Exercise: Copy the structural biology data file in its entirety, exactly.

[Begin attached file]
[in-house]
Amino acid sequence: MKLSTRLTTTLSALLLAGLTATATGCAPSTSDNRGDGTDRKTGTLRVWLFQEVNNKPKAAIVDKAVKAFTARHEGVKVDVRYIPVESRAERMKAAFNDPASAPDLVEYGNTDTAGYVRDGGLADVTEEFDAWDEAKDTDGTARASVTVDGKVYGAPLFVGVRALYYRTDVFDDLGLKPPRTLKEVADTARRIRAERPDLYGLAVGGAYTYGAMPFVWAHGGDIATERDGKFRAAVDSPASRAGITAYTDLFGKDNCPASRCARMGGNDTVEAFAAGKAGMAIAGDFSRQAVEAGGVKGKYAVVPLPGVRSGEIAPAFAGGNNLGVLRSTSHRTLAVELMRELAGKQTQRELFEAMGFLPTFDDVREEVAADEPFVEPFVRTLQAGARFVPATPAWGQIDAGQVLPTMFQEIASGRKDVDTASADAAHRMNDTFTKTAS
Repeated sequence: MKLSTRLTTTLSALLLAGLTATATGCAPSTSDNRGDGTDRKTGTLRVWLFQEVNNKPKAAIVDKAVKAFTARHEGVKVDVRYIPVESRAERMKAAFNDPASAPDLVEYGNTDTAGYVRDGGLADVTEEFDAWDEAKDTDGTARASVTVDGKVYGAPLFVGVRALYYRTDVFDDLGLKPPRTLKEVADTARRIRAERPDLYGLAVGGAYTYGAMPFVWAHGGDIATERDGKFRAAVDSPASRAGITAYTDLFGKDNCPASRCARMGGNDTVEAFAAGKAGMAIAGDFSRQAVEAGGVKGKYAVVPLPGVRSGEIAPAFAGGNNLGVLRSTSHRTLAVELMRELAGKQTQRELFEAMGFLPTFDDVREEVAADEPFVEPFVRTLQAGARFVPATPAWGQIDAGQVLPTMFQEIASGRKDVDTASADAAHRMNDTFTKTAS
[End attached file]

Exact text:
[in-house]
Amino acid sequence: MKLSTRLTTTLSALLLAGLTATATGCAPSTSDNRGDGTDRKTGTLRVWLFQEVNNKPKAAIVDKAVKAFTARHEGVKVDVRYIPVESRAERMKAAFNDPASAPDLVEYGNTDTAGYVRDGGLADVTEEFDAWDEAKDTDGTARASVTVDGKVYGAPLFVGVRALYYRTDVFDDLGLKPPRTLKEVADTARRIRAERPDLYGLAVGGAYTYGAMPFVWAHGGDIATERDGKFRAAVDSPASRAGITAYTDLFGKDNCPASRCARMGGNDTVEAFAAGKAGMAIAGDFSRQAVEAGGVKGKYAVVPLPGVRSGEIAPAFAGGNNLGVLRSTSHRTLAVELMRELAGKQTQRELFEAMGFLPTFDDVREEVAADEPFVEPFVRTLQAGARFVPATPAWGQIDAGQVLPTMFQEIASGRKDVDTASADAAHRMNDTFTKTAS
Repeated sequence: MKLSTRLTTTLSALLLAGLTATATGCAPSTSDNRGDGTDRKTGTLRVWLFQEVNNKPKAAIVDKAVKAFTARHEGVKVDVRYIPVESRAERMKAAFNDPASAPDLVEYGNTDTAGYVRDGGLADVTEEFDAWDEAKDTDGTARASVTVDGKVYGAPLFVGVRALYYRTDVFDDLGLKPPRTLKEVADTARRIRAERPDLYGLAVGGAYTYGAMPFVWAHGGDIATERDGKFRAAVDSPASRAGITAYTDLFGKDNCPASRCARMGGNDTVEAFAAGKAGMAIAGDFSRQAVEAGGVKGKYAVVPLPGVRSGEIAPAFAGGNNLGVLRSTSHRTLAVELMRELAGKQTQRELFEAMGFLPTFDDVREEVAADEPFVEPFVRTLQAGARFVPATPAWGQIDAGQVLPTMFQEIASGRKDVDTASADAAHRMNDTFTKTAS